EL ESPECTADOR, February 2, 2021

(Translated by Eunice Gibson, CSN Volunteer Translator)

Diego Molano is landing in a portfolio plagued by tensions with the citizenry. It’s been plagued in recent years when its legitimacy is questioned for every scandal and for unnecessary confrontations. Besides his worrisome past declarations about social protest and the Special Jurisdiction for Peace, which deserve reflection on the part of the new Defense Minister, the important thing is that there be a change of tone and of attitude in an entity that is key to the peace in this country and to the stability of its institutions.

Minister Molano, a man who is prepared and has experience, arrives as a Defense Minister who last year had to confront the Supreme Court of Justice because of his behavior during the citizen protests. That may be one of the paradoxes to be resolved in the Duque administration: Is the government here to support reflexively every action by the Armed Forces, or to defend the citizens when there are abuses of power? In the past, the balance was clearly inclined toward the first option.

The Minister will cause an immediate impact if he understands that this apparent tension does not exist. All those years of war have encrusted the idea that in every criticism there is a dichotomy between “friends and enemies”. That’s not the way it is. When Colombians seek reforms in the Armed Forces and to assign responsibility for the abuses that were committed, they are expressing a concern that is shared by the members of the Armed Forces themselves. The best way to shield the institution is to be open and to correct errors, not to insist that everything is just fine and take shelter in the empty expediency of the “rotten apples”.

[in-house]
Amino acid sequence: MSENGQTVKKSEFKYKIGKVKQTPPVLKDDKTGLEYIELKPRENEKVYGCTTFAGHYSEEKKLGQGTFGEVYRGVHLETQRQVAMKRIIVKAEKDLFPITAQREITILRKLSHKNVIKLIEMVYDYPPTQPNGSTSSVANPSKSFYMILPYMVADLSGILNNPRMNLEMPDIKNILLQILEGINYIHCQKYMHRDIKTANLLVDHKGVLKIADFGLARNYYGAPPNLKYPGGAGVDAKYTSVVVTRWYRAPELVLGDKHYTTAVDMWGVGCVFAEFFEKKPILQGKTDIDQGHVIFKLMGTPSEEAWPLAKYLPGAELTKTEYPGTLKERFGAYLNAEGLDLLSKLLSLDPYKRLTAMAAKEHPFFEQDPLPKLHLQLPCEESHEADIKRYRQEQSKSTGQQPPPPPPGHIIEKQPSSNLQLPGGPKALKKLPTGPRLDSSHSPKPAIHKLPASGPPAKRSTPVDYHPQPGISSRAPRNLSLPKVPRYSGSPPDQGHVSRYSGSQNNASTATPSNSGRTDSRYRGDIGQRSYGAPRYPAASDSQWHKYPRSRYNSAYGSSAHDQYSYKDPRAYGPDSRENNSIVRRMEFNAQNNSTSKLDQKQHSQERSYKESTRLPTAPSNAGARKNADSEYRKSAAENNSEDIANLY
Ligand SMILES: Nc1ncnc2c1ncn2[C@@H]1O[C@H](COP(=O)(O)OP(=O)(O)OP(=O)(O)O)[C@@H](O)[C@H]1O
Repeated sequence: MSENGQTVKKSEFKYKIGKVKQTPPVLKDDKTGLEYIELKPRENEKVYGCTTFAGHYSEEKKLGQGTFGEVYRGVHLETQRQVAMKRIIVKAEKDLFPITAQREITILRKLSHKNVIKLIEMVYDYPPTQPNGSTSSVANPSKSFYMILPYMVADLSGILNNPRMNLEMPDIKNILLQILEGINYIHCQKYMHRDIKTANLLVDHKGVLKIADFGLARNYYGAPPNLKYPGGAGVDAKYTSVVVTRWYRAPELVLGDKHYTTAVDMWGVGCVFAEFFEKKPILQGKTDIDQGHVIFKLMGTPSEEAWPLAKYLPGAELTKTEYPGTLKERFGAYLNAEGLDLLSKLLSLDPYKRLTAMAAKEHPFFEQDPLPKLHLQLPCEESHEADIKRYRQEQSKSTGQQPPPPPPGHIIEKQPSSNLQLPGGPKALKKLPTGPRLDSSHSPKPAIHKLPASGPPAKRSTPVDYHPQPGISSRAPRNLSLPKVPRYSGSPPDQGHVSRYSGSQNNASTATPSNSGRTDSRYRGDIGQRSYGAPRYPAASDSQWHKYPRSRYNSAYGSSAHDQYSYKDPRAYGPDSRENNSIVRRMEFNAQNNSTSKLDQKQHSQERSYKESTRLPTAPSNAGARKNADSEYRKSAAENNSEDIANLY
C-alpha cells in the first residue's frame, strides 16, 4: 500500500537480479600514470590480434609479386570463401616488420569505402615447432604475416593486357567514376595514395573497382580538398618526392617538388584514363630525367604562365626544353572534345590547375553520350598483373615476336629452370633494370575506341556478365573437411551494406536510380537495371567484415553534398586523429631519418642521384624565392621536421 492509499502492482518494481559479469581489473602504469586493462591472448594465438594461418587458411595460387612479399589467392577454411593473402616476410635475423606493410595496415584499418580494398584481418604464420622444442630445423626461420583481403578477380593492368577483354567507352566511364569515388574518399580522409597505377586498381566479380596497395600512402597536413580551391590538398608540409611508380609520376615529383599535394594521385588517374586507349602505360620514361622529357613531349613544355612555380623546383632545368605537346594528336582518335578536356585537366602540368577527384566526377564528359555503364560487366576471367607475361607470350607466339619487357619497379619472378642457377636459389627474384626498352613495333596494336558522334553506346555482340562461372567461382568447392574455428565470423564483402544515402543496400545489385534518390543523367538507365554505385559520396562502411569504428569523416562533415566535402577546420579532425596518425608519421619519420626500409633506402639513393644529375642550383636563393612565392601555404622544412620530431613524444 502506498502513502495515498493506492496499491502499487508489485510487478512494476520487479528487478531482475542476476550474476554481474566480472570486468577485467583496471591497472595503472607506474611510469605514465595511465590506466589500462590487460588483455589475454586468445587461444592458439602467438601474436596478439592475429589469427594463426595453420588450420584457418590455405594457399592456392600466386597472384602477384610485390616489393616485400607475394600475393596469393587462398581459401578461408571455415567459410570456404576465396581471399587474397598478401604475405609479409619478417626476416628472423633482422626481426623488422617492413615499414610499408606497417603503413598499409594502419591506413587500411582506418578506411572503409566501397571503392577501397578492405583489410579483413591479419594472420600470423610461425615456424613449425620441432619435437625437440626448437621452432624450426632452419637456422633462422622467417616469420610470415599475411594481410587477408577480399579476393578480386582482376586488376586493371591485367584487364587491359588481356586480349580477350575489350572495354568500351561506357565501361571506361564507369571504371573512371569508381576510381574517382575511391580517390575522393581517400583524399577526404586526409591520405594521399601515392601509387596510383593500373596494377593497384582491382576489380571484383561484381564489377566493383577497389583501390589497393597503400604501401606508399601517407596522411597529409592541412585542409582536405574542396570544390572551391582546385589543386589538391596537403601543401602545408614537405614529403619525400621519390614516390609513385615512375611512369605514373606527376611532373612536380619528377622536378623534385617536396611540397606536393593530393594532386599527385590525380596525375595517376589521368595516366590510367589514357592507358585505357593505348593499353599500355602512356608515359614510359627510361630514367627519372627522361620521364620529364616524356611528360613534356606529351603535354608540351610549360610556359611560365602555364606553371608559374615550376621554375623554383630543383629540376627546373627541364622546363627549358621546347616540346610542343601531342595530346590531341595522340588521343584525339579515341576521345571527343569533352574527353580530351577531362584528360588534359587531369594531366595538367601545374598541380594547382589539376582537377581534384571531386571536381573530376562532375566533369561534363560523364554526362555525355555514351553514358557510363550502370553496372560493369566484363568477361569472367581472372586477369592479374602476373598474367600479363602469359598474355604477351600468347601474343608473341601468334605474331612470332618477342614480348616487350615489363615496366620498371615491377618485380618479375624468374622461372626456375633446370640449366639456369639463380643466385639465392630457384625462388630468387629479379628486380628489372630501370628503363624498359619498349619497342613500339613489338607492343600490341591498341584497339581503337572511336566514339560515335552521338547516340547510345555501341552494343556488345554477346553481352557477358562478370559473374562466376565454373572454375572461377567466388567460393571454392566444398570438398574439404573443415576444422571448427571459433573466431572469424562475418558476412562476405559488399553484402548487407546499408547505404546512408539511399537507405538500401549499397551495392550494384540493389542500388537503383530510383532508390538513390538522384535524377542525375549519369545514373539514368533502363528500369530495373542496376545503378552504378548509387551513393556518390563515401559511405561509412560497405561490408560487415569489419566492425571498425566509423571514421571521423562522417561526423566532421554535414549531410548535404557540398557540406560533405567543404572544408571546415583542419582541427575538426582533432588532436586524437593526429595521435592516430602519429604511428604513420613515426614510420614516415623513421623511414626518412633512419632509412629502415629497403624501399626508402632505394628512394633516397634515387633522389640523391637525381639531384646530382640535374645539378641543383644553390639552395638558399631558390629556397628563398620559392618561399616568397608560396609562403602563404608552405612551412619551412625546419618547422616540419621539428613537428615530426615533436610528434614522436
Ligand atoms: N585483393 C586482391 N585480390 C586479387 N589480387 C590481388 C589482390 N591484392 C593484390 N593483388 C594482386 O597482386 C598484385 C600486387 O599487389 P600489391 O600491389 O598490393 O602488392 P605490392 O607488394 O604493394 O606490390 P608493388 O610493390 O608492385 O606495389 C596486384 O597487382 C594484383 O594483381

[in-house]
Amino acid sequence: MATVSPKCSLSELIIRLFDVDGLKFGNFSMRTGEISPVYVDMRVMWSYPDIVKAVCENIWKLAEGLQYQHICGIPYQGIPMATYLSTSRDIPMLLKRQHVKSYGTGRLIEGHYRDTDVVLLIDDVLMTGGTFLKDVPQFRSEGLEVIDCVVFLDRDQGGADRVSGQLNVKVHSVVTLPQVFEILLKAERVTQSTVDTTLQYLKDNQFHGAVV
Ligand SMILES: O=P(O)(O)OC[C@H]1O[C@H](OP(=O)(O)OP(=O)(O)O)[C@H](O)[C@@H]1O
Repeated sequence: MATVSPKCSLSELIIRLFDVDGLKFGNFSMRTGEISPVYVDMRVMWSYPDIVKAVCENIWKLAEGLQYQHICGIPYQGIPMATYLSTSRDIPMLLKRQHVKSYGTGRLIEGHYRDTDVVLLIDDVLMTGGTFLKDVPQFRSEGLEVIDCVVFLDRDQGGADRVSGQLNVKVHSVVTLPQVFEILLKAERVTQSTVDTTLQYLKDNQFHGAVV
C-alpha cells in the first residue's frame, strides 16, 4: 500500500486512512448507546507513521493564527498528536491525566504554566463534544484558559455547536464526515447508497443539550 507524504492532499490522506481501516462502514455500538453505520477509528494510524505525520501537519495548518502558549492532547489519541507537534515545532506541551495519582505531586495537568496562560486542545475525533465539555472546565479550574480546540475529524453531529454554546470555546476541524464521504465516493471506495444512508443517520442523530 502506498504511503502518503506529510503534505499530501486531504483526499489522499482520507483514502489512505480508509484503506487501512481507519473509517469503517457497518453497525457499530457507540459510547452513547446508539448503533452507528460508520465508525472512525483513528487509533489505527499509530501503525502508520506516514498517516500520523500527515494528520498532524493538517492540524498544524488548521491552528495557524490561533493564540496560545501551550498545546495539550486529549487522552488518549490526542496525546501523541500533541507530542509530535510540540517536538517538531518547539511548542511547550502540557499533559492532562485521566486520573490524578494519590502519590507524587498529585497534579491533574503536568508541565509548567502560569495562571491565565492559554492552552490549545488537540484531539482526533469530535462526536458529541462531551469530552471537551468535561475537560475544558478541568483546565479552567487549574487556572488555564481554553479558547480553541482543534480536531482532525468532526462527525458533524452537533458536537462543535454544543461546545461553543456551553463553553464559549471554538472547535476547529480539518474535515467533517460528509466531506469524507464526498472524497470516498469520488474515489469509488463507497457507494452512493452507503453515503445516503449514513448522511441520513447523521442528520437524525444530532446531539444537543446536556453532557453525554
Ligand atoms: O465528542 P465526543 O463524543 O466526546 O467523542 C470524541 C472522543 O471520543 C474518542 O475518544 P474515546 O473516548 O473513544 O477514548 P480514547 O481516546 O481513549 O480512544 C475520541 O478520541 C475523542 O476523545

If the Ministry of Defense stops fighting with journalists, with the NGO’s, and with the citizens that are protesting, and avoids shooting itself in the foot, that will help to strengthen the Armed Forces when they begin to amend the bonds of confidence that they have worn out. The opposite means appealing to blind loyalty where the “country’s heroes” never make any mistakes, and such an attitude doesn’t fit in a democracy.

More than that, the Defense Ministry is in arrears with re-thinking its strategies in a complex panorama of insecurity. For a long time we have stuck to the inefficient solutions of the past. That implies, yes, establishing bonds of cooperation with the transitional justice system (That’s why it’s important that Molano clarify his past statements.) Also, it’s necessary to re-evaluate the use of glyphosate and the relations with the coca growers, as well as the general strategy for fighting the dissidents, the drug traffickers, and the criminal gangs.

The Duque administration has not shown interest in reforming the fight against crime, but the modern Ministry of Defense has to start with reality: the country and the world have changed, and it’s time to innovate, as well as to modify the traditional strategies that have been used.

The position that Molano has accepted is complicated, and he comes to it in the midst of a serious lack of confidence. His work, now, is to show Colombians that he has the vision and the ambition to correct the direction of the Defense Ministry.

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